“The giraffe’s stature, dominated by its long neck and legs and an overall height that can reach 19 feet (~ 6 m), is an extraordinary feat of evolution that has inspired awe and wonder for at least 8,000 years — as far back as the famous rock carvings at Dabous in the Republic of Niger,” said Douglas Cavener of Penn State, who led the research team with Morris Agaba of the Nelson Mandela African Institute for Science and Technology in Tanzania.

How did the giraffe get its long neck? Clues now are revealed by new genome sequencing. 

Spring comes sooner to urban heat islands, with potential consequences for wildlife
May 25, 2016 08:21 PM - Jenny Seifert, University of Wisconsin-Madison

With spring now fully sprung, a new study by University of Wisconsin–Madison researchers shows that buds burst earlier in dense urban areas than in their suburban and rural surroundings. This may be music to urban gardeners’ ears, but that tune could be alarming to some native and migratory birds and bugs.

Study shows how air pollution fosters heart disease
May 24, 2016 07:12 PM - Elizabeth Sharpe, University of Washington Health Sciences

Long-term exposure to air pollution has been linked to an increased risk of heart disease, but the biological process has not been understood. A major, decade-long study of thousands of Americans  found that people living in areas with more outdoor pollution —even at lower levels common in the United States — accumulate deposits in the arteries that supply the heart faster than do people living in less polluted areas.  The study was published May 24 online in The Lancet.

Squid populations on the rise
May 24, 2016 07:09 AM - University of Adelaide

Unlike the declining populations of many fish species, the number of cephalopods (octopus, cuttlefish and squid) has increased in the world's oceans over the past 60 years, a University of Adelaide study has found.

The international team, led by researchers from the University's Environment Institute, compiled a global database of cephalopod catch rates to investigate long-term trends in abundance, published in Cell Press journal Current Biology.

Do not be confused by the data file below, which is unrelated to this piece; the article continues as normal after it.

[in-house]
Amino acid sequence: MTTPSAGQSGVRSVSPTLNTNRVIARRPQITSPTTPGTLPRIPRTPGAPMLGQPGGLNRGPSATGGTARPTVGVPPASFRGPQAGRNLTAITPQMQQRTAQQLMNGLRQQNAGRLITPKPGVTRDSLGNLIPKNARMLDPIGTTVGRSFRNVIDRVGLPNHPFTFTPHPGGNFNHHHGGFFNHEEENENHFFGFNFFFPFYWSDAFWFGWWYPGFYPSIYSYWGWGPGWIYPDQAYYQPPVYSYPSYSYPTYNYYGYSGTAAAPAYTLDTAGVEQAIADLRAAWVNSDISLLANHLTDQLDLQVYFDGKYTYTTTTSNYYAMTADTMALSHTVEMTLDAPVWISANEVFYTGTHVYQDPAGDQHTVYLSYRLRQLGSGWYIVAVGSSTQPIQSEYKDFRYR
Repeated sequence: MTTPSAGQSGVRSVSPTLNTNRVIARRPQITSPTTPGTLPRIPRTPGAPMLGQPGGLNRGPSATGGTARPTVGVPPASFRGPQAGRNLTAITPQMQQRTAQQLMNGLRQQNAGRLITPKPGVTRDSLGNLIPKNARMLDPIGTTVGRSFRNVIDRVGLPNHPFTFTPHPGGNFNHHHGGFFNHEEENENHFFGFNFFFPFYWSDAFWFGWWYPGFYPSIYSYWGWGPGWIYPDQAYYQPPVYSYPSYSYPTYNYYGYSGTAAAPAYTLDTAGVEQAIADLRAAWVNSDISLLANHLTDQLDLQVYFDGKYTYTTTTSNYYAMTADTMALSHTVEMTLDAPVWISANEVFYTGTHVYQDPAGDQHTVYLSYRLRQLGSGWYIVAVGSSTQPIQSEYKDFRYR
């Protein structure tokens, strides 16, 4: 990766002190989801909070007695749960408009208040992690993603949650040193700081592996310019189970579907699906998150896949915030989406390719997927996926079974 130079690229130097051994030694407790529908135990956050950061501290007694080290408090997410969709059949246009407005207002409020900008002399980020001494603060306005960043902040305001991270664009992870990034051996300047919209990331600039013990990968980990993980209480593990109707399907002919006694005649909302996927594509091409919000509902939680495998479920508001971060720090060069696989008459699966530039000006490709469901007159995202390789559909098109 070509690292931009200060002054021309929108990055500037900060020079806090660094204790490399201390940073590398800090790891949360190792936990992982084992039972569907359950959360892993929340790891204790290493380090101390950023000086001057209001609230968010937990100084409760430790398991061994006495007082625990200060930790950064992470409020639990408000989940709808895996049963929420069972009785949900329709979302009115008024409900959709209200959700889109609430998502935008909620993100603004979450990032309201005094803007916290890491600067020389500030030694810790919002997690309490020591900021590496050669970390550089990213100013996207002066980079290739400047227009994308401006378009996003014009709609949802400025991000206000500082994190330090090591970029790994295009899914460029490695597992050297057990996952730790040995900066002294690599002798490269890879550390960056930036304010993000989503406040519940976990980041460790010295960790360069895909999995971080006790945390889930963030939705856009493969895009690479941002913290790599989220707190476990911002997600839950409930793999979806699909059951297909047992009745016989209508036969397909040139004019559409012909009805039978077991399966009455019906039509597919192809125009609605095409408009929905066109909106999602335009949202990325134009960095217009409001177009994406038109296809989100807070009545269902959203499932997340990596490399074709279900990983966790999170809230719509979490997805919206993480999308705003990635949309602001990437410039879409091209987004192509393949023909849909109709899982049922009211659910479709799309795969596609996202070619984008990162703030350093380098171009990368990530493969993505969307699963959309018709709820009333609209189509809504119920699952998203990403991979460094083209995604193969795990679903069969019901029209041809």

UN Climate negotiations update - how to raise and allocate $100 billion
May 23, 2016 07:15 AM - Georgiadis Pavlos, The Ecologist

The UN intersessional negotiations on climate change (UNFCCC) which started in Bonn last week enter their second week with the big question - how to find and allocate by 2020 the $100bn as agreed in the Paris Agreement. Delegate Pavlos Georgiadis reports.

The burning question for week two of these negotiations is how to raise and allocate the $100bn agreed as part of the Paris Agreement

The first week of the negotiations started slowly, and ended even slower. Negotiators look like they still have some sort of bad hangover, thanks to the fact they are still celebrating the Paris agreement. And while discussions take place inside the UN building in Bonn, Sri Lanka tries to recover from the worst floods in its historyIndia reports the hottest day every recorded in the countryand Carbon Brief warn that we only have five years until the 1,5°C carbon budget is blown.

Increased vegetation in the Arctic region may counteract global warming
May 19, 2016 07:19 AM - Lund University via AlphaGalileo

Climate change creates more shrub vegetation in barren, arctic ecosystems. A study at Lund University in Sweden shows that organisms, such as bacteria and fungi, are triggered to break down particularly nutritious dead parts of shrubbery. Meanwhile, the total amount of decomposition is reducing. This could have an inhibiting effect on global warming.

First | Previous | 3 | 4 | 5 | 6 | 7 | Next | Last